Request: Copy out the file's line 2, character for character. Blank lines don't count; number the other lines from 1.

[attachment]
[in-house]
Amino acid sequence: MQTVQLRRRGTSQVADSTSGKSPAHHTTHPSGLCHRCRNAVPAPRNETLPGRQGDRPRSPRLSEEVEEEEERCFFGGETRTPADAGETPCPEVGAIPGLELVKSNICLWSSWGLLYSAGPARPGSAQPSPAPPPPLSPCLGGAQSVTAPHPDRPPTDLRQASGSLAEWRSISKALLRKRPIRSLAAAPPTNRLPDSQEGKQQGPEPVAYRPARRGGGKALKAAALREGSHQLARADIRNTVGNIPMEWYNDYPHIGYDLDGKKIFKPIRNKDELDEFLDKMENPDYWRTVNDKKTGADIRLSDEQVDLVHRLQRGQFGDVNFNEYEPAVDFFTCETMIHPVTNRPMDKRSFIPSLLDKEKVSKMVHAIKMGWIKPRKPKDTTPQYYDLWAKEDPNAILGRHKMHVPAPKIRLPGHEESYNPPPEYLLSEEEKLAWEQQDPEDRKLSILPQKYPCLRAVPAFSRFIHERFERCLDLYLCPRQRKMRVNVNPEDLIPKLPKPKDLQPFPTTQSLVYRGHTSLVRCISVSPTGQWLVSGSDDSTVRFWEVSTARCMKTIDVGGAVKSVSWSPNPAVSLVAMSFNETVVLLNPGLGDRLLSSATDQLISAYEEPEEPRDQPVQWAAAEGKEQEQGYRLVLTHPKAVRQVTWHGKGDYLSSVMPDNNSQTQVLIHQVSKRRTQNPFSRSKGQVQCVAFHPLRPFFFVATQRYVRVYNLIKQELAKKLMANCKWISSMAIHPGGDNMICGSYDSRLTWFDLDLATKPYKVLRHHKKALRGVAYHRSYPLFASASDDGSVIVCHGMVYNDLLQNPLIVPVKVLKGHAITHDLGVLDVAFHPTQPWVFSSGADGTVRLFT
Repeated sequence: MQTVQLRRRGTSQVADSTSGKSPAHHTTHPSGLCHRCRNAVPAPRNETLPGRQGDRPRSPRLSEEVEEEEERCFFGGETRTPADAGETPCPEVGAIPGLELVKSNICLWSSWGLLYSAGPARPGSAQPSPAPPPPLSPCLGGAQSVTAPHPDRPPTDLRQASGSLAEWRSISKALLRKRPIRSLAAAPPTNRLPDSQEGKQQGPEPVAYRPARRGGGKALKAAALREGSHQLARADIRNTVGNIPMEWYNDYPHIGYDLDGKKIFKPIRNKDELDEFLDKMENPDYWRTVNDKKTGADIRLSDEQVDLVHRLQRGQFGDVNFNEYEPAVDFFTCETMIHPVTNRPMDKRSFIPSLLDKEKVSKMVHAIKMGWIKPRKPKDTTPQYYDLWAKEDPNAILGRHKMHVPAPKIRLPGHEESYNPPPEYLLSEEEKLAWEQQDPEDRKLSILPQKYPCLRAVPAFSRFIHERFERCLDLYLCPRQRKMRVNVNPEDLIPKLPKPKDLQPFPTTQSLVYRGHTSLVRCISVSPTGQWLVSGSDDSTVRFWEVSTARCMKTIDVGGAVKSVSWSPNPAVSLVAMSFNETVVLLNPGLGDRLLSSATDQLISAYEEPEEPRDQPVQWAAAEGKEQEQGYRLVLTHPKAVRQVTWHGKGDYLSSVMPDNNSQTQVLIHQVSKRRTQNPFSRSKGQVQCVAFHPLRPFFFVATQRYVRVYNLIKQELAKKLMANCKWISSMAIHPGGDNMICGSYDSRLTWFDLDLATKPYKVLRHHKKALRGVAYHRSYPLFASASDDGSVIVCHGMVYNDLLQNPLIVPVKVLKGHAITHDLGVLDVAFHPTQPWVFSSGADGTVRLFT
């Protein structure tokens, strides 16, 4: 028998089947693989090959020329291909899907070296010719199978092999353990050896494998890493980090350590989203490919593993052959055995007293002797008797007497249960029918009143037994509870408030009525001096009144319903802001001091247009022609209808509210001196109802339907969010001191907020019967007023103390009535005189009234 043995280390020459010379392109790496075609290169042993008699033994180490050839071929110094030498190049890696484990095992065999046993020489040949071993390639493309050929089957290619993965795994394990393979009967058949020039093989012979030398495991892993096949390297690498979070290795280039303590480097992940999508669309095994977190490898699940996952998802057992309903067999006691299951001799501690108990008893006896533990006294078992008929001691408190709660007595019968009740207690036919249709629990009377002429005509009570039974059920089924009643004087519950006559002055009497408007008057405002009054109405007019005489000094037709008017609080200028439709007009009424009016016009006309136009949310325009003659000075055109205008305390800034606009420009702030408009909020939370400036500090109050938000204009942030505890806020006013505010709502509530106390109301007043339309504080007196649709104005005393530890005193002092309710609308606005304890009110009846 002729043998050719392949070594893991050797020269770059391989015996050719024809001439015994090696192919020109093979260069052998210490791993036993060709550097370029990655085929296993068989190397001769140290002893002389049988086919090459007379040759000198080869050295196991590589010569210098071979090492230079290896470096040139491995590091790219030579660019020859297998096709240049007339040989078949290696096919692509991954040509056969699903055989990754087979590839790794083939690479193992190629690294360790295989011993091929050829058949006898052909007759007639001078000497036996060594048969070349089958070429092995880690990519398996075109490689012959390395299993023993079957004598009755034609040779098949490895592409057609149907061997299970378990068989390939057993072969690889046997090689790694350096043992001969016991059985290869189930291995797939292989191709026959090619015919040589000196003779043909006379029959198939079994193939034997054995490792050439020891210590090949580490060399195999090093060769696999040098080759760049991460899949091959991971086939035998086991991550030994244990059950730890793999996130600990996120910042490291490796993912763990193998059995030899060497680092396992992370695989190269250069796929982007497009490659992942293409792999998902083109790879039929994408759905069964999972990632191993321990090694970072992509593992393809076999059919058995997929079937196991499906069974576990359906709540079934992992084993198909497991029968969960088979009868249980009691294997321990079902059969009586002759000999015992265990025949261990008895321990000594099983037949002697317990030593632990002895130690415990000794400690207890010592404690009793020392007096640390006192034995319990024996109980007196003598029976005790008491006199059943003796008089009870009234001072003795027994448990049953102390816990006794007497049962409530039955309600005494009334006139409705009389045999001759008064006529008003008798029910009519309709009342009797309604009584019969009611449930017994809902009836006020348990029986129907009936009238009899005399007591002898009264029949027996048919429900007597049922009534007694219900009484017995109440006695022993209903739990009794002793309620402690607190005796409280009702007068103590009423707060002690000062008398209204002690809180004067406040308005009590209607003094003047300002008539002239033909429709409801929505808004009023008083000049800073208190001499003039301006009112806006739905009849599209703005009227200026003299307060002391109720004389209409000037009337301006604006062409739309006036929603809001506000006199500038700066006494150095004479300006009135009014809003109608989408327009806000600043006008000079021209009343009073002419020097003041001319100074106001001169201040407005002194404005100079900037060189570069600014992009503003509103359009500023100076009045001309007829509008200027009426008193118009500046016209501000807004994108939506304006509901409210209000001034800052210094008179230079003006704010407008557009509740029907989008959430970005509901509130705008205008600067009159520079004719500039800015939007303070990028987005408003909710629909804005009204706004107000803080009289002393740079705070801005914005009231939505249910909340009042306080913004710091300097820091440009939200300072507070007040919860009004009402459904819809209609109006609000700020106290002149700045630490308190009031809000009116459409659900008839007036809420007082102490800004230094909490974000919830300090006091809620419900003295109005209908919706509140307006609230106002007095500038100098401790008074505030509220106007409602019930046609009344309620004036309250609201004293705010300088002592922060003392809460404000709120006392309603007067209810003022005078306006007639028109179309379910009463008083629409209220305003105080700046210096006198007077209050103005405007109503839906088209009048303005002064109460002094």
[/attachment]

Amino acid sequence: MQTVQLRRRGTSQVADSTSGKSPAHHTTHPSGLCHRCRNAVPAPRNETLPGRQGDRPRSPRLSEEVEEEEERCFFGGETRTPADAGETPCPEVGAIPGLELVKSNICLWSSWGLLYSAGPARPGSAQPSPAPPPPLSPCLGGAQSVTAPHPDRPPTDLRQASGSLAEWRSISKALLRKRPIRSLAAAPPTNRLPDSQEGKQQGPEPVAYRPARRGGGKALKAAALREGSHQLARADIRNTVGNIPMEWYNDYPHIGYDLDGKKIFKPIRNKDELDEFLDKMENPDYWRTVNDKKTGADIRLSDEQVDLVHRLQRGQFGDVNFNEYEPAVDFFTCETMIHPVTNRPMDKRSFIPSLLDKEKVSKMVHAIKMGWIKPRKPKDTTPQYYDLWAKEDPNAILGRHKMHVPAPKIRLPGHEESYNPPPEYLLSEEEKLAWEQQDPEDRKLSILPQKYPCLRAVPAFSRFIHERFERCLDLYLCPRQRKMRVNVNPEDLIPKLPKPKDLQPFPTTQSLVYRGHTSLVRCISVSPTGQWLVSGSDDSTVRFWEVSTARCMKTIDVGGAVKSVSWSPNPAVSLVAMSFNETVVLLNPGLGDRLLSSATDQLISAYEEPEEPRDQPVQWAAAEGKEQEQGYRLVLTHPKAVRQVTWHGKGDYLSSVMPDNNSQTQVLIHQVSKRRTQNPFSRSKGQVQCVAFHPLRPFFFVATQRYVRVYNLIKQELAKKLMANCKWISSMAIHPGGDNMICGSYDSRLTWFDLDLATKPYKVLRHHKKALRGVAYHRSYPLFASASDDGSVIVCHGMVYNDLLQNPLIVPVKVLKGHAITHDLGVLDVAFHPTQPWVFSSGADGTVRLFT